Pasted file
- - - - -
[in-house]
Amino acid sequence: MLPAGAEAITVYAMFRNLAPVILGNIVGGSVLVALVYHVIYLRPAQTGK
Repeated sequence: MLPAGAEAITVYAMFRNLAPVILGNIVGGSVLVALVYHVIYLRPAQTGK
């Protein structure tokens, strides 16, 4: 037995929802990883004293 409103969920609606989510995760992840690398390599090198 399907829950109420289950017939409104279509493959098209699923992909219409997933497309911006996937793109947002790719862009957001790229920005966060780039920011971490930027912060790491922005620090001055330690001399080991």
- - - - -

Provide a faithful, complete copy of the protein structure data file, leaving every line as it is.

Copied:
[in-house]
Amino acid sequence: MLPAGAEAITVYAMFRNLAPVILGNIVGGSVLVALVYHVIYLRPAQTGK
Repeated sequence: MLPAGAEAITVYAMFRNLAPVILGNIVGGSVLVALVYHVIYLRPAQTGK
């Protein structure tokens, strides 16, 4: 037995929802990883004293 409103969920609606989510995760992840690398390599090198 399907829950109420289950017939409104279509493959098209699923992909219409997933497309911006996937793109947002790719862009957001790229920005966060780039920011971490930027912060790491922005620090001055330690001399080991």